By John Salak –
People like to avoid car traffic for all sorts of reasons. It’s generally pretty noisy, it plays havoc with travel plans, and it can stink. Most realize it is also not particularly healthy to sit in a car surrounded by other cars.
Researchers in Canada and California just underscored the threat that traffic pollution presents. According to two Canadian universities, it can impair brain function in a matter of hours. Their academic colleagues in California warn that exposure to traffic-related air pollutants causes cellular changes in the placenta that can lead to pregnancy complications and affect the health of both mother and offspring.
These newly reported risks are frightening because the Environmental Protection Agency reports that fossil fuels like gasoline and diesel account for 27 percent of all U.S. greenhouse gas emissions, making them the largest contributor to these dangerous discharges.
In what is reputed to be the first evidence from a controlled experiment on pollution alters the brain, a study by the University of British Columbia (UBC) and the University of Victoria revealed that just two hours of exposure to diesel exhaust causes a decrease in the brain’s functional connectivity.
“For many decades, scientists thought the brain may be protected from the harmful effects of air pollution,” noted senior study author Dr. Chris Carlsten, professor at UBC. “This study, which is the first of its kind in the world, provides fresh evidence supporting a connection between air pollution and cognition.”
The Canadian research team determined the impact by briefly exposing 25 healthy adults to diesel exhaust and filtered air at different times in a laboratory setting. They then used functional magnetic resonance imaging to measure brain activity before and after each exposure. The story focused on changes to the brain’s default mode network (DMN), a set of inter-connected brain regions that impact memory and internal thought.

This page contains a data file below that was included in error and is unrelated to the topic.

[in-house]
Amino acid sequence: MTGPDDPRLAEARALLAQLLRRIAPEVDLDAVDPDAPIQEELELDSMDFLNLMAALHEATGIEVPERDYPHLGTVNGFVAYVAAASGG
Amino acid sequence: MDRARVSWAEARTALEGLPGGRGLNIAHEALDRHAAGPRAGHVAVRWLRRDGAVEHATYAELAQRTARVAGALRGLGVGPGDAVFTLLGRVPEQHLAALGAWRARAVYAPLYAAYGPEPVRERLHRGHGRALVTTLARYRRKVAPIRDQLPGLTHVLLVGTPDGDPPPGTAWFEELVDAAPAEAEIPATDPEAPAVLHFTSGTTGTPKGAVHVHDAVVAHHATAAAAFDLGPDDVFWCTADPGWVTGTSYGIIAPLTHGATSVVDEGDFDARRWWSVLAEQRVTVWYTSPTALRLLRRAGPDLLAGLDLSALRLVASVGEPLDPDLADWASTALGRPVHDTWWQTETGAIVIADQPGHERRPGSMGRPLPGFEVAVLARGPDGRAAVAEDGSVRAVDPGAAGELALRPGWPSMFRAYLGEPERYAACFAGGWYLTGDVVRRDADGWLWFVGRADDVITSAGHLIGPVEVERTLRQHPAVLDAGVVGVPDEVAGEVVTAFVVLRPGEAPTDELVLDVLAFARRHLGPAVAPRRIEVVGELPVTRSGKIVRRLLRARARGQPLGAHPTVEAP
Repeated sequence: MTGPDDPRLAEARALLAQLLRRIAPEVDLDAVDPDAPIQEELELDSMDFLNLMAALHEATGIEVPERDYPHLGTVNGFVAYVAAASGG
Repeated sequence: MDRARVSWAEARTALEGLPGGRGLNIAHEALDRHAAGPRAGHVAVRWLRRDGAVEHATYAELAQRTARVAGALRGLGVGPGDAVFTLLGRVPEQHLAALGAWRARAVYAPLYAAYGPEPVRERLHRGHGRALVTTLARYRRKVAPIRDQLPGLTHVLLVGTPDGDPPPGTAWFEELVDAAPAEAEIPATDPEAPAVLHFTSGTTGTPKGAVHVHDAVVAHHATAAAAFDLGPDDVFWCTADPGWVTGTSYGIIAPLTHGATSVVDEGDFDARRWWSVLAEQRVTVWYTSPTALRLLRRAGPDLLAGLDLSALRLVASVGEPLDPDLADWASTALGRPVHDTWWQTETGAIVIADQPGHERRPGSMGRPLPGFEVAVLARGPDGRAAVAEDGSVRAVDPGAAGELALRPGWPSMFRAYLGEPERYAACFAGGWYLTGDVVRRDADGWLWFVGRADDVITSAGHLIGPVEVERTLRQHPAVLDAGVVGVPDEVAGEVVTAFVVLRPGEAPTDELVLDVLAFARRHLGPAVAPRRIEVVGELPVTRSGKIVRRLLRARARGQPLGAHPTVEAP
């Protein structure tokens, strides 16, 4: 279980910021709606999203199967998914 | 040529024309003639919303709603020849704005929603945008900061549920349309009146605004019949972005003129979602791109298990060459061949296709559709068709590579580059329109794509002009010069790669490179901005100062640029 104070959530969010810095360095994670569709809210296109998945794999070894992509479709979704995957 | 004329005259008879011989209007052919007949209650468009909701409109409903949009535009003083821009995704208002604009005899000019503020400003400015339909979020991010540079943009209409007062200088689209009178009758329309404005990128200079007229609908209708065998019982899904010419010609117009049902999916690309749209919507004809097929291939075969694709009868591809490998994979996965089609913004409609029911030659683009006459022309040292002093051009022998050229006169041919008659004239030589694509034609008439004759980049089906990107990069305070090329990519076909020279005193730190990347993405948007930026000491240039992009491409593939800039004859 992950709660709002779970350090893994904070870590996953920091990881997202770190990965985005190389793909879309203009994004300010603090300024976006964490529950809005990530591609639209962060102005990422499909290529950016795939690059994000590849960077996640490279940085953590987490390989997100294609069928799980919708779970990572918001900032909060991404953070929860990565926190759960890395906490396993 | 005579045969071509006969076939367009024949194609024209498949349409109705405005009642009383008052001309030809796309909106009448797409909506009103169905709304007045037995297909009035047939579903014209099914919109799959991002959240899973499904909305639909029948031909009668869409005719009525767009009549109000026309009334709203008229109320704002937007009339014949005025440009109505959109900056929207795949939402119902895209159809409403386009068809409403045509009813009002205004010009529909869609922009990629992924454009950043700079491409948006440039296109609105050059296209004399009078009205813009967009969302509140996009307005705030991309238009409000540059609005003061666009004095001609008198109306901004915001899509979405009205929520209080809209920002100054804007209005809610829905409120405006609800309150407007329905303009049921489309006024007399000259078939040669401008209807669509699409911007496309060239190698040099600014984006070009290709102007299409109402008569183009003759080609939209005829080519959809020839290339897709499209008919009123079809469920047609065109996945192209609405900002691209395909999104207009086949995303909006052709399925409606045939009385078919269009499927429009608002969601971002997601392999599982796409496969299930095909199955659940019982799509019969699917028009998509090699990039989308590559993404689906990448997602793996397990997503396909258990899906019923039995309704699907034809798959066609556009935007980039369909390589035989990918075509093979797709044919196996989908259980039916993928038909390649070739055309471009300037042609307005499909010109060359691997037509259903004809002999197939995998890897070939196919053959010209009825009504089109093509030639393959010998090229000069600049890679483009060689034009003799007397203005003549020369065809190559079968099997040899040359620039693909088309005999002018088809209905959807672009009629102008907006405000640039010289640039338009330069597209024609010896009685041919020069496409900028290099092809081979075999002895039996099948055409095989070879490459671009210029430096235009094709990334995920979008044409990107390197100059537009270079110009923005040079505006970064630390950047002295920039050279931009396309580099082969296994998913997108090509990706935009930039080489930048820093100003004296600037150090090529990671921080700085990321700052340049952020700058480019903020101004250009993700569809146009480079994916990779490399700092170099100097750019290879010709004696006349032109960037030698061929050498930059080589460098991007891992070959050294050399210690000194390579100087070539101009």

Ultimately, functional connectivity decreased in widespread regions of the DMN after exposure to diesel exhaust compared to filtered air.
“We know that altered functional connectivity in the DMN associates with reduced cognitive performance and symptoms of depression, so it’s concerning to see traffic pollution interrupting these same networks,” explained the study’s first author Dr. Jodie Gawryluk, a psychology professor at the University of Victoria. “While there needs to be more research to understand the functional impacts of these changes, it’s possible that they may impair people’s thinking or ability to work.”
University of California, Los Angeles researchers delivered equally troubling news when they reported that chronic exposure to air pollutants damages cells needed to support the placenta and blood flow from mother to developing baby.
Previous studies have examined the impact of air pollution on expectant mothers. This study, which relied on mice, is the first to examine the specific effect of traffic pollution on the placenta and the potential adverse outcomes for mothers and their unborn.
“The cellular changes we have observed could provide the missing link between exposure to air pollutants and adverse pregnancy outcomes, thereby helping to focus the development of preventive strategies for at-risk pregnancies,” said the study’s lead author Dr. Sherin Devaskar, distinguished professor of pediatrics at the David Geffen School of Medicine at UCLA.
Unfortunately, traffic pollution’s health effects will not disappear soon, even with these and other studies. Carlsten notes, however, that there are precautions to lessen its impact, particularly on at-risk groups.
“People may want to think twice the next time they’re in traffic with the windows rolled down,” he said. “It’s important to ensure that your car’s air filter is in good working order, and if you’re walking or biking down a busy street, consider diverting to a less busy route.”